US Army Signal Corps Collection Authentic and Original
General Patton’s Lucky Forward Movie Props provides a wide array of radios and signal corps items. We can set up a period communication center indoors, out doors or under canvas. We provide radio communications for the individual soldier, squad or battalion, regimental, division or army level communications from our collection.
The collection is original and is offered for your movie and multi-media needs. We are located in Texas. These are not cheap reproductions but original museum quality artifacts.
Many were used from WWII through Korea and into Vietnam. Third world counties used some of them even longer. Because they are original they are to be handled with some care. If you want high authenticity and historical correct props this is the place to come.
We provide expert technicians, on sight, for set up and take down to insure your recreation is historically accurate.
Recently we provided a complete communication regimental level set for a multimillion-dollar Hollywood production. When the movie is released we can give more information, including filming images.
The radios provided for the movie shoot scene were a complete SCR 499, SCR 177a and SCR 188a. Two BC 611’s, and BC 1000. Two BD 71 switch boards, correct period chairs tables and officers desk. This included correct period lighting and all associated paperwork. Props included correct wiring connections.
Correct desk props including hand grenades, wiring spools, telegraph keys and field phones. All original and correct for the period.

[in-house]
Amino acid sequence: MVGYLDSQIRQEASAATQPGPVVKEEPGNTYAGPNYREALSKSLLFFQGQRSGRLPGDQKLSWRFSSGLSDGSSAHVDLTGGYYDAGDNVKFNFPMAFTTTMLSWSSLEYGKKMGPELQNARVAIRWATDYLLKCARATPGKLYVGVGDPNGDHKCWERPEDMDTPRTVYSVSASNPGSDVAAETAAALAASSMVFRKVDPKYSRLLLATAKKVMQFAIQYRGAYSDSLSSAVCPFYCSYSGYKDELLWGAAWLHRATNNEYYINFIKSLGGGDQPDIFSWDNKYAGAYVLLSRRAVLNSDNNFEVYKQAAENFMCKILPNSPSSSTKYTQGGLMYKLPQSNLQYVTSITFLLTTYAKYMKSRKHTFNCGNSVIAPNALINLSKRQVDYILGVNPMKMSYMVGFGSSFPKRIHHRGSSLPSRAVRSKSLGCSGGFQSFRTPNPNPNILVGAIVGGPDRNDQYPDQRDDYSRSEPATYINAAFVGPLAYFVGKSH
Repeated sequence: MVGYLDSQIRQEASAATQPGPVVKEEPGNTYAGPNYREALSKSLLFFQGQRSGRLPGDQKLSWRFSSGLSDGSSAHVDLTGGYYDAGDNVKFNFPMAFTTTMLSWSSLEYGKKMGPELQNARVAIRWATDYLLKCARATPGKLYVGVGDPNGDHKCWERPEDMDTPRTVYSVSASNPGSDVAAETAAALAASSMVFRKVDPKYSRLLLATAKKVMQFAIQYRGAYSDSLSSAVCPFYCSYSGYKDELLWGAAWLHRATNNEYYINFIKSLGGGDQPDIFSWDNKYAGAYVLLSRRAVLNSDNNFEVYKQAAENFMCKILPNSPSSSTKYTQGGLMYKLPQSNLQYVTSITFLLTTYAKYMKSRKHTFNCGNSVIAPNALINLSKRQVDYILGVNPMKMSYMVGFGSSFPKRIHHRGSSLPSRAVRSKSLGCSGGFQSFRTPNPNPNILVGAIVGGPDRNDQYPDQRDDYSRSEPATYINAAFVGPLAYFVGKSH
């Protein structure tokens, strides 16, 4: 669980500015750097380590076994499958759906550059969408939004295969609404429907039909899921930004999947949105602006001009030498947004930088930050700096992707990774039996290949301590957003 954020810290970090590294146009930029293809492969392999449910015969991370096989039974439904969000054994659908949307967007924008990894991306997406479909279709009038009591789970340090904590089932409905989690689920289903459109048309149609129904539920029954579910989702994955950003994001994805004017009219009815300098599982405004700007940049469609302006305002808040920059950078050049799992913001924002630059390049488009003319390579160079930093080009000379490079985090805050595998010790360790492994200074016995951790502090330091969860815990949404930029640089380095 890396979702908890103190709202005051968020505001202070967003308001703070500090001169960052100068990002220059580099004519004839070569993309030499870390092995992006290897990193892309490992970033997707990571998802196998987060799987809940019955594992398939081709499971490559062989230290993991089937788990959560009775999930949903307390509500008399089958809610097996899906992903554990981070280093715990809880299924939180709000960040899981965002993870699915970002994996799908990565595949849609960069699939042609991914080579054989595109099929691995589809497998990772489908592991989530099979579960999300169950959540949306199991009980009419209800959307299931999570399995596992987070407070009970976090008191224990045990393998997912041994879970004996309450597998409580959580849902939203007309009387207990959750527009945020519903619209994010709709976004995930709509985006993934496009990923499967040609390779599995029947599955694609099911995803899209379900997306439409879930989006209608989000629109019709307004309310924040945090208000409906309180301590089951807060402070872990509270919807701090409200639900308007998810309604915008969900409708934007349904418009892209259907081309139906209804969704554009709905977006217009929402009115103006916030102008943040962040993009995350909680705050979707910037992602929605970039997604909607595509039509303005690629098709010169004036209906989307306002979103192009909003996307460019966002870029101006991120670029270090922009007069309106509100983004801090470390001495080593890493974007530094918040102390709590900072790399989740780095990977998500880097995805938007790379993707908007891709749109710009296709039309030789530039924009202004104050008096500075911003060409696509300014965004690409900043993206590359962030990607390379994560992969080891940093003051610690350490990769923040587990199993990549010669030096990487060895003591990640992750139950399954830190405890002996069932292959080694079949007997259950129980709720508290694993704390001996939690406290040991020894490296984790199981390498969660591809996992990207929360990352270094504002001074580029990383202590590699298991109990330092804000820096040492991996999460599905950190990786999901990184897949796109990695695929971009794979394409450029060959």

This is the duty officer’s station which allows instant commutations through the switch board, (BD 72 ) and a hard wired phone to command headquarters. It includes officer field desk and office supplies with adjustable black out light. Also included is a BC 611 hand held Walkee Talkee for short distant soldier to soldier radio communication.
Our Radio Communication list is as follows :
BC 611 Walkie Talkie
SCR 284 Radio
Two Complete sets available
The Signal Corps Radio set SCR: Used in in Africa during Operation Torch, The set by Merrill’s Marauders in the China-Burma-India. The SCR-284 saw use in the Guadalcanal Campaign for portable operation with a hand crank generator. More than 50,000 SCR-284s were produced and delivered in support of Operation Overlord, the D-Day invasion of Normandy. The complete SCR-284 transmitter, receiver, power unit and accessories weighed more than 100 pounds, but could be divided into sections for transport.
Radio Set BC-654-A SCR-284-A Receiver and Transmitter Radio set SCR-654-A is a combined Receiver and Transmitter, for operation in vehicle or on the ground. For use in vehicle, cotton-web straps, D-ring loops are mounting brackets are included for convenient installation. For ground operation, the necessary components may be grouped for a three man load. Remote Control Unit RM-29-A provides flexible control over a two wire telephone line in various combinations
SCR 300 BC 1000
1 available original and complete
In 1940, Motorola (then the Galvin Manufacturing Company) received a contract from the War Department to develop a portable, battery powered voice radio receiver/transmitter for field use by infantry units. This was a FM radio frequency radio.
Although a relatively large backpack-carried radio rather than a handheld model, the SCR-300 was described in War Department Technical Manual TM-11-242 as “primarily intended as a walkie-talkie for foot combat troops”, and so the term “walkie-talkie” first came into use.
The SCR-300 saw action in the Pacific Theater, beginning in New Georgia in August 1943. The SCR-300 saw heavy use in the Normandy invasion and the Italian campaign. It also became “key equipment” that helped deter confusion in the Battle of the Bulge. The radio saw service in Korea and into Vietnam.
Army Manual TM 11 232 states:: The SCR 177b maybe used in two-way communication with the same set or other types of transmitting radio set provided all radio sets used are within the maximum distance range of the least powerful set.
This Radio system was used in both the pacific and European theaters of operation in WWII. It had a range of 30 miles for voice, and between 70 to 100 miles for telegraph use.
Radio set SCR-188-A